The Rev. Sara Cosca-Warfield
Scripture: Acts 2:1-21
I think that “last days” get a bad rap. Between the Left Behind series and some of our Christian siblings claiming that everything from uncharacteristically bad weather to gay people getting married are signs of the last days, I get why some of us are a little put off. Especially when it means folks letting themselves off the hook for climate change or doubling down on dehumanizing certain people.
For these folks, war and wildfire and smoky mists spell good news. We can’t wait for the sun to turn black and the moon to turn to blood. It means Jesus is coming back!
But that’s not what Peter is talking about in Acts today. He’s quoting the prophet Joel, and what Joel is longing for is an end to famine and plague and oppression. He’s longing for the restoration of his people. His prophecy is at its core a call for hope.
Who among us doesn’t long for last days sometimes? The last days of grief. The last days of chronic pain. The last days of estrangement. The last days of anxiety. The last days of poverty. The last days of illness. The last days of lies. The last days of greed. The last days of hatred.
Sometimes, we just want it all to burn down.
Sometimes, all we long for is fire.
I know these past few years, fire has also gotten a bad rap. Especially here after the Gorge fire. And I was in Oakland last fall during the Camp Fire that destroyed the entire town of Paradise and blanketed the Bay Area and central California in choking smoke.
Those were horrible, devastating fires. And they were also human-made. The Eagle Creek fire was started by illegal fireworks. The Camp Fire was triggered when the power company didn’t shut down lines when they were supposed to. When they knew conditions were perfect for a fire storm. Conditions created by climate change.
But wildfire, when it’s not sparked by us humans, is as natural as wind, rain, and snow. It has an important role in our ecosystems. Especially forest fire. The forests need fire to thrive. When there’s no fire, underbrush gets thick, making it impossible for new trees to grow and old trees to flourish. Fires clear out all that underbrush, making room not only for the trees but also for animals and birds, new grasses and other plants. Fire kills insects and diseases that threaten the entire forest. And, once it burns, the ash the fire leaves behind provides nutrients for the newly cleared ground.
The forests need fire to thrive. We need fire to thrive.
Today is Pentecost, the day that fire comes. This fire, like all fire, is indiscriminate. This fire engulfs everyone. It gives prophesy to daughters and visions to young men. Those who are old burn with dreams that this fire gives. This fire engulfs the oppressed.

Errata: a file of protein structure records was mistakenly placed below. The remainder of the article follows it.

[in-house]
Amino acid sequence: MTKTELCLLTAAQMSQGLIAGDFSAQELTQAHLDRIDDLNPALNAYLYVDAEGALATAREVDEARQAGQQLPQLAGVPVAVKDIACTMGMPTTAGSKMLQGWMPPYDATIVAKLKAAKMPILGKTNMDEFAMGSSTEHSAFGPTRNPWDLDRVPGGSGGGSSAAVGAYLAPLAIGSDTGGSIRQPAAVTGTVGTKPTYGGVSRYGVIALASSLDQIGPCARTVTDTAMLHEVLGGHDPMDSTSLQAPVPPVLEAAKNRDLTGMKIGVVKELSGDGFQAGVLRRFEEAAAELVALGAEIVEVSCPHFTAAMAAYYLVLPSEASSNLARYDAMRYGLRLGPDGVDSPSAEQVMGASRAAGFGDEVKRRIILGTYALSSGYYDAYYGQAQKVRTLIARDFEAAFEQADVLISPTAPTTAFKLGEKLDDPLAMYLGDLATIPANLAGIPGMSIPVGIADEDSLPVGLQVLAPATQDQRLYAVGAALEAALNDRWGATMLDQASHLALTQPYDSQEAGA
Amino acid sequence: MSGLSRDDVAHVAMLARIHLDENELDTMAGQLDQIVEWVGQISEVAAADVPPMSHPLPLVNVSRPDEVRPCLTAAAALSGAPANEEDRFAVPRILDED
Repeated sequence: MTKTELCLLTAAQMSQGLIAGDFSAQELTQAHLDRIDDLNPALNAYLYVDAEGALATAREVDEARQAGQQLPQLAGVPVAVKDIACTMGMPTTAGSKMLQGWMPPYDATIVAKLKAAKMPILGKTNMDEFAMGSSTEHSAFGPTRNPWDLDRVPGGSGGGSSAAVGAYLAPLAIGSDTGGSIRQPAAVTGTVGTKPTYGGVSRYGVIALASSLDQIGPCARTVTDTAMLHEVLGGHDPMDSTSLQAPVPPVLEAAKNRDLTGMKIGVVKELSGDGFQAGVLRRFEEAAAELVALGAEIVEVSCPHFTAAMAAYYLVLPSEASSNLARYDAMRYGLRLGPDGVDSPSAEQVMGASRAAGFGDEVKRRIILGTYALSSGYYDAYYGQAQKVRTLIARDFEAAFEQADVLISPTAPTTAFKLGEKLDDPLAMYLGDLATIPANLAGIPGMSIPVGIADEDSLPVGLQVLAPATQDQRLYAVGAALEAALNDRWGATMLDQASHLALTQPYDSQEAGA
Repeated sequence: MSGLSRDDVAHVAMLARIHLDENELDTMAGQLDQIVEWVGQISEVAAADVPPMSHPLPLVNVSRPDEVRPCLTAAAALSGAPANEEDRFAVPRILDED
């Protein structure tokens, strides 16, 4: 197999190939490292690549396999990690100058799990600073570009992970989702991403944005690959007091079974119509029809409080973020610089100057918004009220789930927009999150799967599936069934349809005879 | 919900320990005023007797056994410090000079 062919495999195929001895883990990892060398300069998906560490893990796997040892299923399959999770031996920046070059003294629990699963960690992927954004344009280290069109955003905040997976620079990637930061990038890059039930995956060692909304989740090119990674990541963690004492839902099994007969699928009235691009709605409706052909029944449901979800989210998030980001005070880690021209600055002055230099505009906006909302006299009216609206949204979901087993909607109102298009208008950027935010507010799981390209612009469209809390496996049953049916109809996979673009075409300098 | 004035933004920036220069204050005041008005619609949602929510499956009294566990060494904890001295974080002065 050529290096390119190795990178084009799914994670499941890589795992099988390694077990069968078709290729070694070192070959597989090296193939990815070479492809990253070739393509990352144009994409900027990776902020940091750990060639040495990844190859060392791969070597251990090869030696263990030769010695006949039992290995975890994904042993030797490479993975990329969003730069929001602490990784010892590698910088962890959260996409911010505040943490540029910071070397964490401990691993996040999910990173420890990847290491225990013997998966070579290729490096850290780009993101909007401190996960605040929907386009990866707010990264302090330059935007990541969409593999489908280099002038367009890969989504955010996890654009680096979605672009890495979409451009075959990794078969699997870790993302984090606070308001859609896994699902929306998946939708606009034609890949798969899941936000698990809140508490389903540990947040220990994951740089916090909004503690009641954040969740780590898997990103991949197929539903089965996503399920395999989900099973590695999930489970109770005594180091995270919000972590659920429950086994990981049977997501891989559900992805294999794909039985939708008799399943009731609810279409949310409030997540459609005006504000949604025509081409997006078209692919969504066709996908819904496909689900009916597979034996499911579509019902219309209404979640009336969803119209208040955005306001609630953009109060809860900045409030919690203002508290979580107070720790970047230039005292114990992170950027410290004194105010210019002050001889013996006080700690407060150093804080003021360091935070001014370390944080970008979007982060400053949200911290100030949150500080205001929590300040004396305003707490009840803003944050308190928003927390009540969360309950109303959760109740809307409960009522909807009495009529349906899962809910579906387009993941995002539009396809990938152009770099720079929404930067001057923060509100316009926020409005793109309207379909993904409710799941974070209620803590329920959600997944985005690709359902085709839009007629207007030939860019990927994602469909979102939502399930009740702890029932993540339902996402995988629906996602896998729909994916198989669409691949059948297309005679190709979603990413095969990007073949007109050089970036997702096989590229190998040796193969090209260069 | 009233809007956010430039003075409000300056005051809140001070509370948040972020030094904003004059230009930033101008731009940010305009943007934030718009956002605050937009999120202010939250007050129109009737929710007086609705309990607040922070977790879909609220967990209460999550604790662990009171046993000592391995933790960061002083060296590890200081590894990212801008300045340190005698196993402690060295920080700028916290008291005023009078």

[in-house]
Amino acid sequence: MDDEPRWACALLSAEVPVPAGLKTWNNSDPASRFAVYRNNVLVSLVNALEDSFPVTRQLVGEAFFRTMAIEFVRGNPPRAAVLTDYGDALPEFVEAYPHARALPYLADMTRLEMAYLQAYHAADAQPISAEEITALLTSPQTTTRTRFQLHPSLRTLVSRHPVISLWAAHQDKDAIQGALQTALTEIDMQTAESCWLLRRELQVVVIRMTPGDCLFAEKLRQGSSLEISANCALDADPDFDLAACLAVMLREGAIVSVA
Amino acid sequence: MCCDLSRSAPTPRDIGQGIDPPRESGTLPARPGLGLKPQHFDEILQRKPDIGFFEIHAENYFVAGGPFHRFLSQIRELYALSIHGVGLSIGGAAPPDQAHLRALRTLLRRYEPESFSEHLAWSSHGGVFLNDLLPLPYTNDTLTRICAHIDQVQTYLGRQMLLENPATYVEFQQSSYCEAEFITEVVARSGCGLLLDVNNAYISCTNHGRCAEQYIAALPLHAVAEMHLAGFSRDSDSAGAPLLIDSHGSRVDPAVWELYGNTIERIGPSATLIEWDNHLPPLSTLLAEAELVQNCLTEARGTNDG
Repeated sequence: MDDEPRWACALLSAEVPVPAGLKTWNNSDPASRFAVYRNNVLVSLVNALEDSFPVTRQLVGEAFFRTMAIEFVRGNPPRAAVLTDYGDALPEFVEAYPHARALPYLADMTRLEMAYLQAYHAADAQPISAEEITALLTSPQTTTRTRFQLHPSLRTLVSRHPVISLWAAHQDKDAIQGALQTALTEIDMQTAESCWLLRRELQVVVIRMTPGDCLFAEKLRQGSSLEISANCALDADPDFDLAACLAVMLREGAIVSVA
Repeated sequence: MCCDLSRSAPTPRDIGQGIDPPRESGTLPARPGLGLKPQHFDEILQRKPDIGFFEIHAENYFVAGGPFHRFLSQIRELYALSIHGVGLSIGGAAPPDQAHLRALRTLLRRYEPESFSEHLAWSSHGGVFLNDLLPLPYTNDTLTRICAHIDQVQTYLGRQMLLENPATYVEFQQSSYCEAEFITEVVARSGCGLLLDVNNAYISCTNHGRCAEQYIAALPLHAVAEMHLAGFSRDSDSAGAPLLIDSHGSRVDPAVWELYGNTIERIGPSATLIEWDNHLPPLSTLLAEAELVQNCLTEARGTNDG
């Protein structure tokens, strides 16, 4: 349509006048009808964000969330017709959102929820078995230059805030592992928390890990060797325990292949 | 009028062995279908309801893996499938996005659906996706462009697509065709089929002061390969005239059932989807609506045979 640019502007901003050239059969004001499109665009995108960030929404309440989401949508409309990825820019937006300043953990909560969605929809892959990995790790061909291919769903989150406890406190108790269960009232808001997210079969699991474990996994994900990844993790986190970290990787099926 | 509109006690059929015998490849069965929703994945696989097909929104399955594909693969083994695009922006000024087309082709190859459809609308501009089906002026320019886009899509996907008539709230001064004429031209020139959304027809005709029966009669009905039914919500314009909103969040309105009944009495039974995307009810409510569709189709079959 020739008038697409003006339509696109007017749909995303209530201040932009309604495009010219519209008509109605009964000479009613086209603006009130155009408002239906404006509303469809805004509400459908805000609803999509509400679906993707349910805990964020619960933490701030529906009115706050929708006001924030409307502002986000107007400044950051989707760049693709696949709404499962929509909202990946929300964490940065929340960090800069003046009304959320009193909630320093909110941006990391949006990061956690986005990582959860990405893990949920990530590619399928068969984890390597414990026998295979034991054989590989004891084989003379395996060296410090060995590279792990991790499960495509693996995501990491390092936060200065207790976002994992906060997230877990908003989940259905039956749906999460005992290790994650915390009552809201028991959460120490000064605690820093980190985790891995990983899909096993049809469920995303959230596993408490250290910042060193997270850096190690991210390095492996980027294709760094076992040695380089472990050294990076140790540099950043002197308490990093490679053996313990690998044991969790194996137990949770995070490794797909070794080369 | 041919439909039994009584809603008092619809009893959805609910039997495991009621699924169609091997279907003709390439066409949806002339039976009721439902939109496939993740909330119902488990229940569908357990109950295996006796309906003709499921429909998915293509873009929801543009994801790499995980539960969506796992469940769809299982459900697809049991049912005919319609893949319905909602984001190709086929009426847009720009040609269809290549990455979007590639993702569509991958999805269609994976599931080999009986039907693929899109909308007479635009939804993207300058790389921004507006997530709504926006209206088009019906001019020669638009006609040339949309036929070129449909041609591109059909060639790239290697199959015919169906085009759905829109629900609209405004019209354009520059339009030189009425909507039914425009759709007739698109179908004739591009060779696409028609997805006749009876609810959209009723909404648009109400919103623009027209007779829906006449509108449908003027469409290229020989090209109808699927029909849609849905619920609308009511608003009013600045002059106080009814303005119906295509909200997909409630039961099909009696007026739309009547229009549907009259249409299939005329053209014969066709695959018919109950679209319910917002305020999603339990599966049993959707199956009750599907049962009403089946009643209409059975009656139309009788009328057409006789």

Maybe that sounds terrifying, but today, this fire is good news. Because the fire that tore through Jerusalem that day was the coming of the Spirit.
That day, Jews who had immigrated from the furthest corners of the Empire were gathered for the Feast of Weeks, a huge holiday commemorating when God gave the Torah to Israel. That day on the streets of Jerusalem. There were Parthians, Medes, Elamites, residents of Mesopotamia, Judea, and Cappadocia, Pontus, Asia, and two places that our reader pronounced admirably but that I won’t attempt. There were people from Libya and Rome, Cretans and Arabs.
It’s how I imagine the streets of cities in France are this month with the Women’s World Cup going on. People from Thailand, South Africa, Norway, and Chile; Australia, Argentina, and Germany. Folks from 24 countries gathered from every corner of the world for a huge festival of soccer.
Picture them all gathered in Paris, wearing their country’s colors, singing their country’s songs, when suddenly a hurricane force gust blew through, fire appeared, and then the Thai person starts speaking to the German in German, and the German person responds in Thai.
To be honest, because it’s soccer and all, it would be natural to think that they were all drunk, even if it was 9 in the morning.
But can you imagine the sudden joy that would light up their faces, the joy of understanding and of being understood without having to change or compromise any of the beautiful, unique parts of who they are? It would be a miracle.
I have talked a bit these last few weeks about the joys of our differences, about loving how God made us, however that is, however different we might seem from the “norm.” And I will double down on that every single day of the week.
AND I think one of the biggest sins we can buy into is that our differences separate us from each other. In fact, I believe that sin itself is about separation. And by separation, I mean the belief that we don’t belong to one another. The first commandment, Jesus said, is to love God, and the second commandment is to love our neighbor. Separation is how we break these commandments.
Believing that we don’t belong to one another is what leads to putting immigrant children cages. It’s what murders trans women of color at astronomical rates. It’s what perpetuates the water crisis in Flint.
Separation is how we break God’s commandments, but Spirit is what brings us back together. The fire of the Spirit didn’t burn away the differences of those gathered in Jerusalem that day. No, the Spirit came, and each person there was able to both fully be themselves and fluently speak the other’s language, too. The Spirit came and burned away all that kept them from each other, renewing their life as a community, as a new family in Christ.
So, yes, I’m longing for the last days. The last days of separation. The last days of believing that we don’t belong to one another.
I’m longing for fire.